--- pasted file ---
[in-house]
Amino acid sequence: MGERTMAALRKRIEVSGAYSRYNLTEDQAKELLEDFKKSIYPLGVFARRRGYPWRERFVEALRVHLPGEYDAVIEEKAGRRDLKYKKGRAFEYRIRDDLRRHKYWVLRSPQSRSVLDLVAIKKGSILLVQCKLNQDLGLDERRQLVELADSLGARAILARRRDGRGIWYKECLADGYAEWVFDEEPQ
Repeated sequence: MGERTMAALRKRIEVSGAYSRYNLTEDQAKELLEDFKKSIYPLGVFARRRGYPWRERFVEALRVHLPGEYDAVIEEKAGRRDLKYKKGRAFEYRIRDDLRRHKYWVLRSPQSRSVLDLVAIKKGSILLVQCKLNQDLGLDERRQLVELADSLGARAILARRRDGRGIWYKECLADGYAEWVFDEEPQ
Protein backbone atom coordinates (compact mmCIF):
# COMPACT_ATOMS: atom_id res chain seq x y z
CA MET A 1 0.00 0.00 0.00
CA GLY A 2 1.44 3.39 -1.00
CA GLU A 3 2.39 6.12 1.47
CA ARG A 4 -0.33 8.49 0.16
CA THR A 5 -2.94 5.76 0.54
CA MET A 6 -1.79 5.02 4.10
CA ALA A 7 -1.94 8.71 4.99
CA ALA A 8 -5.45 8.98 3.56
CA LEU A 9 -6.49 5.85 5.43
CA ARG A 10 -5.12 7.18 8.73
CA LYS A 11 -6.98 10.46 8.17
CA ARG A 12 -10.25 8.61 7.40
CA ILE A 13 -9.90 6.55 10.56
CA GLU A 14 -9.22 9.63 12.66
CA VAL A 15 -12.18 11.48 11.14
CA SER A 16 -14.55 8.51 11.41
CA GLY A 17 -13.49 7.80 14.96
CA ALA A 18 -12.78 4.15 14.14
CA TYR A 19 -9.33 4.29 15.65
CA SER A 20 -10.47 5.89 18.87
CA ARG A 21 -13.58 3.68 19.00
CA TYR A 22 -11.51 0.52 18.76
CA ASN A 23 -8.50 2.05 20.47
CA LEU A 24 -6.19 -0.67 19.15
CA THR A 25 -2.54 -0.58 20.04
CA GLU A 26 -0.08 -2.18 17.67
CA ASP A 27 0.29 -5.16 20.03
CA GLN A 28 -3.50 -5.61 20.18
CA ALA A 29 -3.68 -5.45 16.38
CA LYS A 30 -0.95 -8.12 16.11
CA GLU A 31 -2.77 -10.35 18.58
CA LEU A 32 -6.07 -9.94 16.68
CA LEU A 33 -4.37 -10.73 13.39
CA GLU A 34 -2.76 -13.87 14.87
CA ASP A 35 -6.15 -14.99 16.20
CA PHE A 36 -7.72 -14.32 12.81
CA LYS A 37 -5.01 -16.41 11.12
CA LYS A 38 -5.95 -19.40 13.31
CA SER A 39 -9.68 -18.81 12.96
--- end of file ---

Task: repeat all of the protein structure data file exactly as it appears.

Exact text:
[in-house]
Amino acid sequence: MGERTMAALRKRIEVSGAYSRYNLTEDQAKELLEDFKKSIYPLGVFARRRGYPWRERFVEALRVHLPGEYDAVIEEKAGRRDLKYKKGRAFEYRIRDDLRRHKYWVLRSPQSRSVLDLVAIKKGSILLVQCKLNQDLGLDERRQLVELADSLGARAILARRRDGRGIWYKECLADGYAEWVFDEEPQ
Repeated sequence: MGERTMAALRKRIEVSGAYSRYNLTEDQAKELLEDFKKSIYPLGVFARRRGYPWRERFVEALRVHLPGEYDAVIEEKAGRRDLKYKKGRAFEYRIRDDLRRHKYWVLRSPQSRSVLDLVAIKKGSILLVQCKLNQDLGLDERRQLVELADSLGARAILARRRDGRGIWYKECLADGYAEWVFDEEPQ
Protein backbone atom coordinates (compact mmCIF):
# COMPACT_ATOMS: atom_id res chain seq x y z
CA MET A 1 0.00 0.00 0.00
CA GLY A 2 1.44 3.39 -1.00
CA GLU A 3 2.39 6.12 1.47
CA ARG A 4 -0.33 8.49 0.16
CA THR A 5 -2.94 5.76 0.54
CA MET A 6 -1.79 5.02 4.10
CA ALA A 7 -1.94 8.71 4.99
CA ALA A 8 -5.45 8.98 3.56
CA LEU A 9 -6.49 5.85 5.43
CA ARG A 10 -5.12 7.18 8.73
CA LYS A 11 -6.98 10.46 8.17
CA ARG A 12 -10.25 8.61 7.40
CA ILE A 13 -9.90 6.55 10.56
CA GLU A 14 -9.22 9.63 12.66
CA VAL A 15 -12.18 11.48 11.14
CA SER A 16 -14.55 8.51 11.41
CA GLY A 17 -13.49 7.80 14.96
CA ALA A 18 -12.78 4.15 14.14
CA TYR A 19 -9.33 4.29 15.65
CA SER A 20 -10.47 5.89 18.87
CA ARG A 21 -13.58 3.68 19.00
CA TYR A 22 -11.51 0.52 18.76
CA ASN A 23 -8.50 2.05 20.47
CA LEU A 24 -6.19 -0.67 19.15
CA THR A 25 -2.54 -0.58 20.04
CA GLU A 26 -0.08 -2.18 17.67
CA ASP A 27 0.29 -5.16 20.03
CA GLN A 28 -3.50 -5.61 20.18
CA ALA A 29 -3.68 -5.45 16.38
CA LYS A 30 -0.95 -8.12 16.11
CA GLU A 31 -2.77 -10.35 18.58
CA LEU A 32 -6.07 -9.94 16.68
CA LEU A 33 -4.37 -10.73 13.39
CA GLU A 34 -2.76 -13.87 14.87
CA ASP A 35 -6.15 -14.99 16.20
CA PHE A 36 -7.72 -14.32 12.81
CA LYS A 37 -5.01 -16.41 11.12
CA LYS A 38 -5.95 -19.40 13.31
CA SER A 39 -9.68 -18.81 12.96